Situated on the River Don, Sheffield is surrounded by seven hills that contain iron ore and by the 16th century had obtained a reputation for its production of knives, scissors, scythes and shears. These goods were mainly made in houses and small workshops. By the 18th century Sheffield also became an important coal mining area. In 1796 the population of the town was 9,095.

In 1742 Thomas Boulsover, a Sheffield cutler, began to fuse a thin layer of silver to copper to produce what became known as Sheffield Plate. Other craftsmen in Sheffield began to use this method to produce tableware that looked like silver, at a fraction of its cost.

The 1840s saw another important development that was to contribute to Sheffield's prosperity. Benjamin Huntsman, working at a foundry at Handsworth, 4 miles east of Sheffield, discovered how to make good quality hard steel with less expenditure of labour and fuel. This stimulated the trade and by 1787 there were eleven steel-makers using the Huntsman method.

During the second half of the 18th century industrial development and a growth in population increased the demand for houses. Terraces of small houses were built on the colder, northern slopes, whereas the successful business community built their larger houses on the higher, south-facing slopes of the town.

The 1821 the population of Sheffield had reached 31,314. Over the next forty years the population grew rapidly and by 1861 the number of inhabitants had reached 185,000.

William Ibbit painted this picture of Sheffield in 1854.
William Ibbit painted this picture of Sheffield in 1854.

Primary Sources

(1) Daniel Defoe, A Tour Through the Whole Island of Great Britain (1724)

Leaving Doncaster, we turned out of the road a little way to the left, where we had a fair view of that ancient cutlering town, called Sheffield. The town is very populous and large, the streets narrow, and the houses dark and black, occasioned by the continued smoke of the forges, which are always at work. Here they make all sorts of cutlery ware, but especially that of edged-tools, knives, razors, axes and nails. The manufacture of hardware has increased so much that they told us that 30,000 men are employed.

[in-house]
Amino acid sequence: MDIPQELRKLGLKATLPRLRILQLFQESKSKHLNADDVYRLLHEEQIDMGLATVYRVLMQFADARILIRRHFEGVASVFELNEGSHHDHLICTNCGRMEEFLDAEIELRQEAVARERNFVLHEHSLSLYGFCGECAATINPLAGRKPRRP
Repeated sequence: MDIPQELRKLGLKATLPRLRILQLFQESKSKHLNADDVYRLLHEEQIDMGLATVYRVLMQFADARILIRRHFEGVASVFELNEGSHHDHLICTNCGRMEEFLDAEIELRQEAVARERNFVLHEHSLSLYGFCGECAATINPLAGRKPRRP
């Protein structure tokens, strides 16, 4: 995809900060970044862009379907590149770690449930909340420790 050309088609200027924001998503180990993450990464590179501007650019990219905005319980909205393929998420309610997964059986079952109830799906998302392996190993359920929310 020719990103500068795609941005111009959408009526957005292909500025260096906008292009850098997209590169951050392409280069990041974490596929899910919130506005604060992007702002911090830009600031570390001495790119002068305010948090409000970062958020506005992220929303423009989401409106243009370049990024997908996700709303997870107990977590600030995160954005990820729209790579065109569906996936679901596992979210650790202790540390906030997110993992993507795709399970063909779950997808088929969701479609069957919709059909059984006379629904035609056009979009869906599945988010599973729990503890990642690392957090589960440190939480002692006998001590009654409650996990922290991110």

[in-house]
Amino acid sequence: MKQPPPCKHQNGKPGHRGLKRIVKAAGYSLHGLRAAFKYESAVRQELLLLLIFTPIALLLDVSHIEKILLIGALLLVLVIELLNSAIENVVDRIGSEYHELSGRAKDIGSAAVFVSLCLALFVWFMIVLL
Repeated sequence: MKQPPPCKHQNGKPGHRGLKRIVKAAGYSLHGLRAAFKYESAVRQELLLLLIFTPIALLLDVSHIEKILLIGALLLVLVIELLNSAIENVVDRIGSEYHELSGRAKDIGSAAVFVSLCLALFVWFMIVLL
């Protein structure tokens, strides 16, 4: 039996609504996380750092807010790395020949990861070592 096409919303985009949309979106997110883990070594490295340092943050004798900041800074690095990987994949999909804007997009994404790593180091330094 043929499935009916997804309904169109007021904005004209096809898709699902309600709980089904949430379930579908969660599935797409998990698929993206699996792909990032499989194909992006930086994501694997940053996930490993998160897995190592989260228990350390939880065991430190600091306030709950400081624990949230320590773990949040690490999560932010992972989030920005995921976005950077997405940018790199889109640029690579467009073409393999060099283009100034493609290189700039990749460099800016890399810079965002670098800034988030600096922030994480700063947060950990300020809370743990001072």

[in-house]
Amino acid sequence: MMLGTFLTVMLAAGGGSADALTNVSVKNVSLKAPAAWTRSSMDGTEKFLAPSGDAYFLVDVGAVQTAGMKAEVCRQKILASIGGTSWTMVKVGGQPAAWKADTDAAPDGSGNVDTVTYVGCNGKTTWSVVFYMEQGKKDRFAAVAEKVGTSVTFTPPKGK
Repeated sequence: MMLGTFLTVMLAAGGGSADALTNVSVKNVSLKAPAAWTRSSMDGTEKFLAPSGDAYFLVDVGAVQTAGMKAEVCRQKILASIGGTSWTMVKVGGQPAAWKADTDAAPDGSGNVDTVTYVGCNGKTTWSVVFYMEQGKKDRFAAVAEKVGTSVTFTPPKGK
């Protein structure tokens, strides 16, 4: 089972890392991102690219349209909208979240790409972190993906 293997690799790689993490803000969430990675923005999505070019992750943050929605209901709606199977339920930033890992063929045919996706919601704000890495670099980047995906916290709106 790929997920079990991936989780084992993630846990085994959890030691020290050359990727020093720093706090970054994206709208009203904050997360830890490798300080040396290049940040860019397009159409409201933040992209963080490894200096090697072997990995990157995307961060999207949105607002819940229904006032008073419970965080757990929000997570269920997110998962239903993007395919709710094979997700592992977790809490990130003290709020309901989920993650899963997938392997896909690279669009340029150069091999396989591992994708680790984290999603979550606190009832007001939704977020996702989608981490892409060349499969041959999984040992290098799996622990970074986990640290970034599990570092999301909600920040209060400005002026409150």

(2) Angus Reach, The Morning Chronicle (1849)

In Sheffield there are many old, crowded, and filthy localities, and a very considerable proportion of the operatives' dwellings are constructed back to back. Generally speaking, the cottage houses contain a small cellar, a living room about twelve feet square, a chamber of the same size above, and, in perhaps one-half of the entire number, an attic about seven feet high over the chamber. Cases are rare in which more than one artisan's family inhabit the same house, and cellar dwellings are totally unknown.

Diseases of the lungs and air passages are, it is well-known, the most fatal and characteristic complaints of Sheffield. Amongst the diseases of the air passages are reckoned cases of bronchitis, pleuritis, asthma, catarrh, and phthisis.

Several of the grinding processes, by the quantities of excessively fine steel-dust flung into the atmosphere, are frequently and rapidly fatal to those engaged in them; while the bending and stooping postures necessary in all grinding, wet as well as dry, have necessarily their more gradually prejudicial effect. The average age of death of the gentry and professional person in Sheffield is 45.90, that of saw-makers is only 13.94, and that of various grinders, 18.15.

(3) George Orwell, The Road to Wigan Pier (1937)

Sheffield, I suppose, could justly claim to be called the ugliest town in the Old World: its inhabitants, who want it to be pre-eminent in everything, very likely to make that claim for it. It has a population of half a million and it contains fewer decent buildings than the average East Anglican village of five hundred. And the stench! If at rare moments you stop smelling sulphur it is because you have begun smelling gas. Even the shallow river that runs through the town is usually bright yellow with some chemical or other.

Once I halted in the street and counted the factory chimneys I could see; there were thirty-three of them, but there would have been far more in the air had not been obscured by smoke. One scene especially lingers in my mind. A frightful patch of waste ground trampled bare of grass and littered with newspapers and old saucepans. To the right an isolated row of gaunt four-roomed houses, dark red, blackened by smoke. To the left an interminable visa of factory chimneys, chimney beyond chimney, fading away into a dim blackish haze. Behind me a railway embankment made of slag from furnaces. In front, across the patch of waste ground, a cubical building of red and yellow brick, with the sign 'Thomas Grocock, Haulage Contractor'.